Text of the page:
What with all the General Election excitement the arrival of six new Metro Mayors in England may have passed you by. But listen up, they have significant powers – above and beyond a MP – and huge influence in their city-regions AND they are accountable to some 10 million people!
Our new Metro Mayors, have influence and devolved powers over the Adult Skills Budget, the Apprenticeship Grant and the post-16 further education system. Some will also be able to jointly commission employment support services.
It’s clear that they intend to make the most of these new powers. Andy Street in the West Midlands made tackling long-term youth unemployment and employment of disadvantaged groups central to his manifesto. Andy Burnham in Greater Manchester wants to create a ‘UCAS’ system making apprenticeships far easier to access.
This focus is welcome for areas that have long been short-changed by blunt, nationally tailored programmes. Devolution of these powers allows for the creation of better, integrated services which reflect local concerns and provides for a more holistic response to the needs of jobseekers. Unifying different funding streams can reduce costs and target support effectively.
Do not underestimate the new mayors’ ability to ‘bang heads together’. Soft powers will be just as important as hard powers. DevoConnect organised a skills roundtable for Steve Rotheram, now Mayor of Liverpool City Region, earlier this year, to bring together key organisations involved in the skills agenda: businesses, unions, colleges and universities from the region. Even though many present were competitors, the ability to work collectively and collaboratively was welcome and refreshing.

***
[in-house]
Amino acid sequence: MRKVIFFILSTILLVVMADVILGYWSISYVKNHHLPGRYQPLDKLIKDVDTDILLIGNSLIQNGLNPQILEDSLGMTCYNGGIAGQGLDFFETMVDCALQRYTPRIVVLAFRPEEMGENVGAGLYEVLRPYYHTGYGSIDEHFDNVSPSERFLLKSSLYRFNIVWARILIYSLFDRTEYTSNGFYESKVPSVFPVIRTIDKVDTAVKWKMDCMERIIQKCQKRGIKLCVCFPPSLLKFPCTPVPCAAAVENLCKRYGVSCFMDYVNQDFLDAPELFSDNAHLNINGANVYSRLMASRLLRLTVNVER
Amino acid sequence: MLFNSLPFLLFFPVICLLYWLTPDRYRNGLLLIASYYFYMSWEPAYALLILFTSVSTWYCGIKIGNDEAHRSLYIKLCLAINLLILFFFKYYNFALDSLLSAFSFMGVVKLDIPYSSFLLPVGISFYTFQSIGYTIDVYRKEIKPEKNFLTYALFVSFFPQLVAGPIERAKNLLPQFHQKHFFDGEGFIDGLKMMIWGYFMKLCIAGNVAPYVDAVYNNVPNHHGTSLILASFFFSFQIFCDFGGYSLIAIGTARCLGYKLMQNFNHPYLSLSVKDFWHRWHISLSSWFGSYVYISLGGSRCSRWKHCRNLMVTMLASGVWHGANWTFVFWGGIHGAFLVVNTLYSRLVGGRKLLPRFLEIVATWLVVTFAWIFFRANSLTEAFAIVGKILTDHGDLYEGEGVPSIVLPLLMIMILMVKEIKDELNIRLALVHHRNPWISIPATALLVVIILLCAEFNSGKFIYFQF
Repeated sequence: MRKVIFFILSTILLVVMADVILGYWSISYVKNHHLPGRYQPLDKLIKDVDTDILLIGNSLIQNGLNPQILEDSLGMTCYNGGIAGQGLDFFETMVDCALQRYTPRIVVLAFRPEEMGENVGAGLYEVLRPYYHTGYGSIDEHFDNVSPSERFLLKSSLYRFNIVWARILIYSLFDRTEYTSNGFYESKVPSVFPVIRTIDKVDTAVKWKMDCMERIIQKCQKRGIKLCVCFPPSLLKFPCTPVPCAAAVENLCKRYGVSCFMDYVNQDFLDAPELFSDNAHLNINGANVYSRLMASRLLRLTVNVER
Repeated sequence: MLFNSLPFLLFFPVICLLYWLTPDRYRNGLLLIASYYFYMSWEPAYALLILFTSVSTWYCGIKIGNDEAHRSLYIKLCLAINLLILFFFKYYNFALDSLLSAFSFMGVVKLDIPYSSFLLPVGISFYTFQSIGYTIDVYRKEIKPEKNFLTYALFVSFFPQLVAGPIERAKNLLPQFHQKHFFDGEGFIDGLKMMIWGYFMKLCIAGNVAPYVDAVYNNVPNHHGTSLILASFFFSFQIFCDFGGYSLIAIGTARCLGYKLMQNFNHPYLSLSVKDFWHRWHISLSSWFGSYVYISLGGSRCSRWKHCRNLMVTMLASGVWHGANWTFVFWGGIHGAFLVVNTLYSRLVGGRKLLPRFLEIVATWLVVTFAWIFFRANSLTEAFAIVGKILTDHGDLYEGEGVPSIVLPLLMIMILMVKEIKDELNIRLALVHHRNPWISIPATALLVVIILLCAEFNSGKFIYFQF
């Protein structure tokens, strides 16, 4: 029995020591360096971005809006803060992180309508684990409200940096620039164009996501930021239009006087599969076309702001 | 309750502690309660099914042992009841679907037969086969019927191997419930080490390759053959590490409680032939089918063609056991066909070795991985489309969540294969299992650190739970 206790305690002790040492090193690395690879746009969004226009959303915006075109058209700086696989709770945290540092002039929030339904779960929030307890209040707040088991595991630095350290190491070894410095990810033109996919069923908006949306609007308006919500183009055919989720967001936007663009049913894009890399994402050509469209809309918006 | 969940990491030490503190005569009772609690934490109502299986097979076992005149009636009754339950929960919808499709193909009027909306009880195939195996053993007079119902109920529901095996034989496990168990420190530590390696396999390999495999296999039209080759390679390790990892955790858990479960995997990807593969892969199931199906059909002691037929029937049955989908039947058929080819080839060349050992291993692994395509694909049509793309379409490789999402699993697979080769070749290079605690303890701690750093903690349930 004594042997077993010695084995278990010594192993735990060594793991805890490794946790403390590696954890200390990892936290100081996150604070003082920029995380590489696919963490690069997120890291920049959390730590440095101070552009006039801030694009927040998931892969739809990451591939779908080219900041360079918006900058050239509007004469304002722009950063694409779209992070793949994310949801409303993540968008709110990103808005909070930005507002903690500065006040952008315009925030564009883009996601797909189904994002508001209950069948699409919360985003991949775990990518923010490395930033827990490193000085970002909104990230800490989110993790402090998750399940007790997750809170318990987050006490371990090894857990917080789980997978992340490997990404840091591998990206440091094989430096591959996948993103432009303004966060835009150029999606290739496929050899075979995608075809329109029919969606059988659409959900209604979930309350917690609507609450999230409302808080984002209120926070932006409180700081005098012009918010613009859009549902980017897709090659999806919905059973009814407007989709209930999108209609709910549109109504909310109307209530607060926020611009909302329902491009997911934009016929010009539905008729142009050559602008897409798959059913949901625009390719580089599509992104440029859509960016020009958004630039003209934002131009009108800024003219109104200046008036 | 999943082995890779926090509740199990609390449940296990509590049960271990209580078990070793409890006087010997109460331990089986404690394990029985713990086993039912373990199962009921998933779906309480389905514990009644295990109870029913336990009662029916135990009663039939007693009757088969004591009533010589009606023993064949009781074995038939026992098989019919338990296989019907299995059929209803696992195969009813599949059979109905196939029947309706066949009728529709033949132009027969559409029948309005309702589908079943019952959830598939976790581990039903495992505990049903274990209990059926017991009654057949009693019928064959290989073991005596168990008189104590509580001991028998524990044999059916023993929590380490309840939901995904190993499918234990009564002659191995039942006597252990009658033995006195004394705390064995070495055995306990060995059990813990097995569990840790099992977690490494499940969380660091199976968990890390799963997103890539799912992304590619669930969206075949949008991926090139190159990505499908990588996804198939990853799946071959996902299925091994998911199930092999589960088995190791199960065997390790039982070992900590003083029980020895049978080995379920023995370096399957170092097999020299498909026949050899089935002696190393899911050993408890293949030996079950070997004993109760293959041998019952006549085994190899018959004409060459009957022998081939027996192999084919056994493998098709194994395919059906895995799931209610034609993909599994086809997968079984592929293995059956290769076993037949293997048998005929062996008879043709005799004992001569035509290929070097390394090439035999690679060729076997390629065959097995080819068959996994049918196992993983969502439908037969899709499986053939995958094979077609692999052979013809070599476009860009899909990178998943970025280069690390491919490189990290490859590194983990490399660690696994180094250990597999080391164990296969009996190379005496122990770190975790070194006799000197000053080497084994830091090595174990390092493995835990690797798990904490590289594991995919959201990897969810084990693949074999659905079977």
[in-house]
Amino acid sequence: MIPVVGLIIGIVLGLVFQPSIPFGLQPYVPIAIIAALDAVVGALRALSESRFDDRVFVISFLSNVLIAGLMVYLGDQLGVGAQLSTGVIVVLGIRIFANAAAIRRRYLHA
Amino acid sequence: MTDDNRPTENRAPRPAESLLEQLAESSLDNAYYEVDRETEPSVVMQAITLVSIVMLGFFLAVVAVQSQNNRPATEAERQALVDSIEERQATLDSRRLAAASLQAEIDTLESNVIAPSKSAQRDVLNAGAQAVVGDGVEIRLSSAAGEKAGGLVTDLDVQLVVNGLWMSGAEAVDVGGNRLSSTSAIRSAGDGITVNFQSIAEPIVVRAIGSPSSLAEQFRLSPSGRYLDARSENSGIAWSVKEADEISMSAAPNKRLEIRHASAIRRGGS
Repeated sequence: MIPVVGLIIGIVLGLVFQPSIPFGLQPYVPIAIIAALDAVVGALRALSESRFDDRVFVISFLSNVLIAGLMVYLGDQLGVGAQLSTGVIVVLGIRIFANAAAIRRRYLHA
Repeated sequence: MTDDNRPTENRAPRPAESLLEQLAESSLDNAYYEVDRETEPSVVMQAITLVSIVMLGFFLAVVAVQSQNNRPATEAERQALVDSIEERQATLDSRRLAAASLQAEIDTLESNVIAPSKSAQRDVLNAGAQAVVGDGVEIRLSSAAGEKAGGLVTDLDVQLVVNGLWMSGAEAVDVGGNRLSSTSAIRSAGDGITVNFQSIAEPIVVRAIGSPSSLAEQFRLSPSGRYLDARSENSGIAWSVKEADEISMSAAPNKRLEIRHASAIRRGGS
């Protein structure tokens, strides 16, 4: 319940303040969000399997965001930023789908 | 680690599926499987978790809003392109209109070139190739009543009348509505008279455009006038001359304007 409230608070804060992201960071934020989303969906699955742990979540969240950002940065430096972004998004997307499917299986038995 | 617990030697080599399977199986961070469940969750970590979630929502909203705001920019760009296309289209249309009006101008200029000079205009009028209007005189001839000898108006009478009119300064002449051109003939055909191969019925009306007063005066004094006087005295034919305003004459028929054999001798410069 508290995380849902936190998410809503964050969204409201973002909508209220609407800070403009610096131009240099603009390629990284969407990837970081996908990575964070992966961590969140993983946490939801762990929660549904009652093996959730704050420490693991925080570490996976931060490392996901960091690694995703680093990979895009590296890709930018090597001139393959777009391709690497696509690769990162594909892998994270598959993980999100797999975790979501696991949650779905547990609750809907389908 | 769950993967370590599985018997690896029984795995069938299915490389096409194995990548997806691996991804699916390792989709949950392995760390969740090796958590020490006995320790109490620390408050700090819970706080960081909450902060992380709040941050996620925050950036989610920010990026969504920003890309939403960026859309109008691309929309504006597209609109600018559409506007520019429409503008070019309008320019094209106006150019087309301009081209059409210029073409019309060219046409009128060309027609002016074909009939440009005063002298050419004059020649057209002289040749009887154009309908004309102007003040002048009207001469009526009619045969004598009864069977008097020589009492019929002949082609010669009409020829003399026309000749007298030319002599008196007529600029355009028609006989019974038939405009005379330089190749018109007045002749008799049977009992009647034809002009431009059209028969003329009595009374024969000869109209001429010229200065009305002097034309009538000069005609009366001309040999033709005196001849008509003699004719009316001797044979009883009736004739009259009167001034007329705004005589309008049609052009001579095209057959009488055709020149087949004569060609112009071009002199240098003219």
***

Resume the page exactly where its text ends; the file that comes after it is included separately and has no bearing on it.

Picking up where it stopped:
The local economies in major cities outside London have quite different needs. Devolution is about making sure employment support services reflect and are appropriate to meet local concerns. The commissioning powers over the national Work and Health Programme granted to London and Manchester, provide for specialised employment support for the disabled and long-term unemployed too.
This is not to say that the road ahead will be free of obstacles. Devolution is a journey, not a destination. Devolved employment services must still work out the best working relationship with programmes that remain national, such as JobCentre Plus. Some of the major challenges – that half of disabled people are unemployed, relatively high illiteracy, and the precarious nature of much work – will not be met by devolved budgets alone.
It’s a tough gig but metro mayors can be ambassadors for their areas, a regional political voice that amplifies and addresses local concerns. If they care about widening employment opportunities, and supporting those who are the furthest from employment, they can direct resource, time, and organisational efforts towards them. While not always headline grabbing, focused efforts can improve procurement processes by fostering co-operation, share good practice and understanding between local government and service providers and users, building stronger relationships than national policy allows for.
In the fight to address the root, local causes of unemployment, our new mayors have huge potential to be powerful allies and advocates. Don’t let them and the prospect of more devolution to come pass you by. Get on board as it’s a huge opportunity and not one to be missed.